There have been several controversial cases before, but the world is currently watching the XRP vs. SEC case in the United States. Mount Equity Group Review believes that the lawsuit’s possible long-term impact on the entire Financial Technology sector justifies its international interest. The results of this particular case could make or break the Fintech industry as a whole.
XRP vs. SEC Overview
According to lawyer John Deaton, this particular case is unique because it’s causing an issue with an existing asset years after its release. In 2019, Coinbase Global, Inc. (Coinbase) checked in with the Securities and Exchange Commission (SEC) regarding XRP because they didn’t think it was a security asset.
Back then, the SEC didn’t say anything to persuade Coinbase otherwise. 18 months after listing XRP, the SEC decided that Ripple should have registered XRP even if it had already been in the ecosystem for a while at that point. This post-release correction added to its controversial nature since the SEC usually made this distinction before release.
Mount Equity Group Review finds that Ripple marketed, packaged, and advertised XRP differently from a security asset. If the SEC had sued Ripple for offering and selling unregistered security assets between 2013 to 2017, those transactions would have constituted unregistered securities. That decision would not have been controversial, but instead, after years of being in public exchanges and platforms, the SEC suddenly declared that XRP is a security asset and sued the company for failure to register, among other things.
Usually, the SEC sues individual executives alleging fraud or deceit, misrepresentation, market manipulation, and fact omissions. However, in this case, they acted too late, prompting reactions from professionals all over the Fintech sector.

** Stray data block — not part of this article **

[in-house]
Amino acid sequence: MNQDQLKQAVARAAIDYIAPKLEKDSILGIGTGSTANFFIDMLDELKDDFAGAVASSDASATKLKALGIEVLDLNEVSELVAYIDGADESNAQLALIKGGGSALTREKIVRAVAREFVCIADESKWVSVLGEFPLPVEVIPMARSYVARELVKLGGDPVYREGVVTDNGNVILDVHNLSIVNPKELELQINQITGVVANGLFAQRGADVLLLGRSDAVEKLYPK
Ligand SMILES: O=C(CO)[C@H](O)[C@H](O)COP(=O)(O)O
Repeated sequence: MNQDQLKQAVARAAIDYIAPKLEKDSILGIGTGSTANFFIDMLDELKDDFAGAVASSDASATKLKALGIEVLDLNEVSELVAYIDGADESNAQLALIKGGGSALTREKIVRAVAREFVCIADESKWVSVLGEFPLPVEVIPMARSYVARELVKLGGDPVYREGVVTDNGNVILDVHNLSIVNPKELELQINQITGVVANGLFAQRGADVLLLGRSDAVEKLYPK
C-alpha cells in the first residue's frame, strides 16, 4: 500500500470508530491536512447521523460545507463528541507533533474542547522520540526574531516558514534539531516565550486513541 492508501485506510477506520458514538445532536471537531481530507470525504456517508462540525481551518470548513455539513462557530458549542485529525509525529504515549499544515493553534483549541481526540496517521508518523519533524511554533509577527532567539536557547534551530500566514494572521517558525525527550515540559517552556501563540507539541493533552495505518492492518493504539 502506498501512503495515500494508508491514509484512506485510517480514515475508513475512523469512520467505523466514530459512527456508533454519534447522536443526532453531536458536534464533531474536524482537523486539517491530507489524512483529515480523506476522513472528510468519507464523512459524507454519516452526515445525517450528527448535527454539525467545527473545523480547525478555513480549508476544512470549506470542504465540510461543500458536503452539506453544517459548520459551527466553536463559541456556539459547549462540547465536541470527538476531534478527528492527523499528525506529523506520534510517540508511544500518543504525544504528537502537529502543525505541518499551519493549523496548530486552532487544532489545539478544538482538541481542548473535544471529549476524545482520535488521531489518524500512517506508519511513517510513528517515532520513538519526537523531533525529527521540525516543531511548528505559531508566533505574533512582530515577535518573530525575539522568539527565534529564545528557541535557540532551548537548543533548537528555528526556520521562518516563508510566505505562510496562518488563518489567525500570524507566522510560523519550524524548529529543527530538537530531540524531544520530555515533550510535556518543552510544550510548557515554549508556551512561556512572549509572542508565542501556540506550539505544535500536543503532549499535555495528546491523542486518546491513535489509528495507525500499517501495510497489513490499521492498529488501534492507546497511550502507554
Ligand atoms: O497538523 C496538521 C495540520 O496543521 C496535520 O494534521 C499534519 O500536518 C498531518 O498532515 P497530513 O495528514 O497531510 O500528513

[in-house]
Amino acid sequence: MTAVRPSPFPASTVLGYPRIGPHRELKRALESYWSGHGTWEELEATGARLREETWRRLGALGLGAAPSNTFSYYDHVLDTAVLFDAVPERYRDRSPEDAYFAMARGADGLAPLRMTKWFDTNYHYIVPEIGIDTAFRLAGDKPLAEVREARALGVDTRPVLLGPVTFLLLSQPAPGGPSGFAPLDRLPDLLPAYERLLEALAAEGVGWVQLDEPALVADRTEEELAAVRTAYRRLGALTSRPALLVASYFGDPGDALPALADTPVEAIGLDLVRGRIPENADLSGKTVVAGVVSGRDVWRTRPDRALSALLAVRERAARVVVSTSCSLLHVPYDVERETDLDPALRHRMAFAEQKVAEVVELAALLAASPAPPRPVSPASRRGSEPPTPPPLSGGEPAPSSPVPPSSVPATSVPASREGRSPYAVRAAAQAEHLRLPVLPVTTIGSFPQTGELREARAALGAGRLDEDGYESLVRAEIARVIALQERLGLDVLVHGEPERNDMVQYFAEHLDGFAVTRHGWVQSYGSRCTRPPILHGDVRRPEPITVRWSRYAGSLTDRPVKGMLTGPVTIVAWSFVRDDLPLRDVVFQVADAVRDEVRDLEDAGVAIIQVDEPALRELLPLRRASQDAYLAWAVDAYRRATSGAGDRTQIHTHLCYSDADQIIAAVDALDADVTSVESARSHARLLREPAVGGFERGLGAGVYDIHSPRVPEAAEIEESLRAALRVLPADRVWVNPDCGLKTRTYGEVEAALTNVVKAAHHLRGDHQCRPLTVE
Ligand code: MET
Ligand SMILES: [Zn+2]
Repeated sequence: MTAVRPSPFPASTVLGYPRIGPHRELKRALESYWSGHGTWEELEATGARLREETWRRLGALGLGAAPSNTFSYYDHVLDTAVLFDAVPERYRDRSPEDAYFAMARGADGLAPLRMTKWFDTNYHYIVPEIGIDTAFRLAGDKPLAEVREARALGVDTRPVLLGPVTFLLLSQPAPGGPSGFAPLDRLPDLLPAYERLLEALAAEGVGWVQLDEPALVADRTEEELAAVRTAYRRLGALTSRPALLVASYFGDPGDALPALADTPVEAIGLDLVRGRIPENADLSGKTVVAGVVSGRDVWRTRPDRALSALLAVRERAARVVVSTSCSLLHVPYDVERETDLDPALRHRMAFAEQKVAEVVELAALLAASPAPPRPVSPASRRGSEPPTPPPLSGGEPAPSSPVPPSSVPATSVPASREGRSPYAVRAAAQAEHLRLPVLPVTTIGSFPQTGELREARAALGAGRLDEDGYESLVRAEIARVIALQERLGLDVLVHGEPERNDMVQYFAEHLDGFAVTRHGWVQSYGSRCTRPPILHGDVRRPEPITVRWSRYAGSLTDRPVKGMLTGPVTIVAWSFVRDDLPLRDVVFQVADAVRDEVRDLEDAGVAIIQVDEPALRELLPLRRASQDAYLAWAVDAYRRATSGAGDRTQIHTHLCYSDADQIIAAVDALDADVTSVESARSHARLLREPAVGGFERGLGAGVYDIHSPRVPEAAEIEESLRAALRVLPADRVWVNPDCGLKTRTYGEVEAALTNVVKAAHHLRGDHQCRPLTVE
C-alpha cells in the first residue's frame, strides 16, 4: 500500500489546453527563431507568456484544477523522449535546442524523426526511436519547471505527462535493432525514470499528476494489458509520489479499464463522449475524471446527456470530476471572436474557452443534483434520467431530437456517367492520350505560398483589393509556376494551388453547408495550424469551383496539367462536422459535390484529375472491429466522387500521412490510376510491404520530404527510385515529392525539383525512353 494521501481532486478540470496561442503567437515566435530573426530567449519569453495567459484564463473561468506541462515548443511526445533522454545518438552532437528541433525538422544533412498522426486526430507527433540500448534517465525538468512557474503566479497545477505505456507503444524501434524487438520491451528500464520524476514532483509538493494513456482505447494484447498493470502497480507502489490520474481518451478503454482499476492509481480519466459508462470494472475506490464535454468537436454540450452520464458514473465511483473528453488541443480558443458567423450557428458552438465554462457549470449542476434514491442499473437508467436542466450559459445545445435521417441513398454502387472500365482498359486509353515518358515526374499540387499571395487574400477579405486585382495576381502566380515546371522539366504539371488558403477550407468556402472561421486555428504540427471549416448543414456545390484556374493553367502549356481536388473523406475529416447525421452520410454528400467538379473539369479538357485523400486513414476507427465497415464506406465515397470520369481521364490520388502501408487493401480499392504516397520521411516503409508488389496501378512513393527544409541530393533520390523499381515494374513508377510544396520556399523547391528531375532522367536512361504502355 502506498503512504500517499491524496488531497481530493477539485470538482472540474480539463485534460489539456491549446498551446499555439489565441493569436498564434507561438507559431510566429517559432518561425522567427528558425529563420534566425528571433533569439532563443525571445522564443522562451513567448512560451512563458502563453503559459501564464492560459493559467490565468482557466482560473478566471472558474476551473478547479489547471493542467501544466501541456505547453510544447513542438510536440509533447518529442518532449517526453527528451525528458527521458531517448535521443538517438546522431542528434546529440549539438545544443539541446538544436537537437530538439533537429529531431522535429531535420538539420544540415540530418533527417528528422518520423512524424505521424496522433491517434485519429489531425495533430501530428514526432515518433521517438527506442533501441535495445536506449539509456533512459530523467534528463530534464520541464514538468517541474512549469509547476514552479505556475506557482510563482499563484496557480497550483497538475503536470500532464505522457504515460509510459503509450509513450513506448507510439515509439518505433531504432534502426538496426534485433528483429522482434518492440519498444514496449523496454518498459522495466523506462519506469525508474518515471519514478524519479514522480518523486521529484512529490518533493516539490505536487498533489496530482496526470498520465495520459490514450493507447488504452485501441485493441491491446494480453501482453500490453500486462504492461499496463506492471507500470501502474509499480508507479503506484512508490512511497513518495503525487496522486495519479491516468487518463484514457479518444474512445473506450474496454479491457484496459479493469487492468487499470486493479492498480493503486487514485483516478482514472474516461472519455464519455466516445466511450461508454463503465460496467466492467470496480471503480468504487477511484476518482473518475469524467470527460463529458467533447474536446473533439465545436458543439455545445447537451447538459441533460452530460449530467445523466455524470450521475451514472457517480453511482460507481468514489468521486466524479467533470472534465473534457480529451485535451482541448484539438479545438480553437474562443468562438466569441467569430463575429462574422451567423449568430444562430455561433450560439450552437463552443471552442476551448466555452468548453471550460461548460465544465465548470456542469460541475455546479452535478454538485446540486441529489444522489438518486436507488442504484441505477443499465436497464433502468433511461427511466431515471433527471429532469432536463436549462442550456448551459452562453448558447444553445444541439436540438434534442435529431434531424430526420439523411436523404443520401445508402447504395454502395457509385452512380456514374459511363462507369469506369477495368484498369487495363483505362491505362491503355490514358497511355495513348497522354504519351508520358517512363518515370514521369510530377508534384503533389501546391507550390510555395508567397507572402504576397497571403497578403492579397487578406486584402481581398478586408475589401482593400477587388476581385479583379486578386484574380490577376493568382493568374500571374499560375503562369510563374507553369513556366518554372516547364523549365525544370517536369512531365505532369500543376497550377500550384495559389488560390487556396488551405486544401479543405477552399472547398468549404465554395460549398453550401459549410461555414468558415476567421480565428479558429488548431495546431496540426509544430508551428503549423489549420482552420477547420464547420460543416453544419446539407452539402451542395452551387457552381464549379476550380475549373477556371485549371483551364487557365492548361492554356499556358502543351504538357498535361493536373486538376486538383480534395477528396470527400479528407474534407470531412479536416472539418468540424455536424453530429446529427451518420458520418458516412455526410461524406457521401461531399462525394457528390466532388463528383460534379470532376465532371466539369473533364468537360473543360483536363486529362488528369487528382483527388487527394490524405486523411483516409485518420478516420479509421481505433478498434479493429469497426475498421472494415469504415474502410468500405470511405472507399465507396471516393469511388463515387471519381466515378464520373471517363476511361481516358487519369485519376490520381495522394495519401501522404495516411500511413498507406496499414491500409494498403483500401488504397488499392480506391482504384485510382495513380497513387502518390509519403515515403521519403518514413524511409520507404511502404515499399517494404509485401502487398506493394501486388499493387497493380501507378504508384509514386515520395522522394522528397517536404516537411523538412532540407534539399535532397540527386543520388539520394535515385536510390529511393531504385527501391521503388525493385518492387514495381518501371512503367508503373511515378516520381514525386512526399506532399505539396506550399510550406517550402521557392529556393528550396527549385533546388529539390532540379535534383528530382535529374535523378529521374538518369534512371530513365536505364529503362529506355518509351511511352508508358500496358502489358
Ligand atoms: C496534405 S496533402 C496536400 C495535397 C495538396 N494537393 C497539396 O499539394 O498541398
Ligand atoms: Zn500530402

The Curious Case of the SEC and Association with XRP Rivals
According to the Mount Equity Group Review, while at the SEC, Bill Hinman collected 15 million dollars from his law firm Simpson Thacher & Bartlett, LLP, a member of the Enterprise Ethereum Alliance. Allegedly, Ethereum investors helped Hinman’s speech.
Incidentally, One River makes a one billion dollar bet on Ethereum and Bitcoin; Jay Clayton brings a case against XRP just as he’s resigning, and he works for One River less than ten weeks after. The plot thickens when you learn that Clayton’s law firm, Sullivan and Cromwell, represents ConsenSys and Joe Lubin, Ethereum co-founder. The firm brokered a deal between ConsenSys and JP Morgan for Quorum, JP Morgan’s coin, which is a direct XRP competitor.
According to John Deaton, this case harmed thousands of XRP holders, so he’s confident that there will be an investigation to look into these things at some point. Someone can officially decide whether or not there was criminality involved.
Can You Sue the SEC?
It’s tough because anybody planning to sue the SEC has to provide a heads up, giving them six months from the notice to the actual lawsuit. However, the SEC has qualified immunity, meaning that if an official makes a mistake while he’s acting in the ordinary course of his job, you can’t sue him. Therefore, people filing a lawsuit against an SEC official should provide irrefutable proof that the circumstances are beyond the standard approach of the job.
The XRP vs. SEC case has certainly evoked several reactions from the Fintech industry. According to sources, some people can’t convert their XRP to Bitcoin, Ether, or US dollars, and frozen until the outcome of this case. Some people believe the SEC operates on conflict of interest, while others think countries should regulate cryptocurrencies like XRP. Whichever side of the fence you’re on, you can learn many things from this case.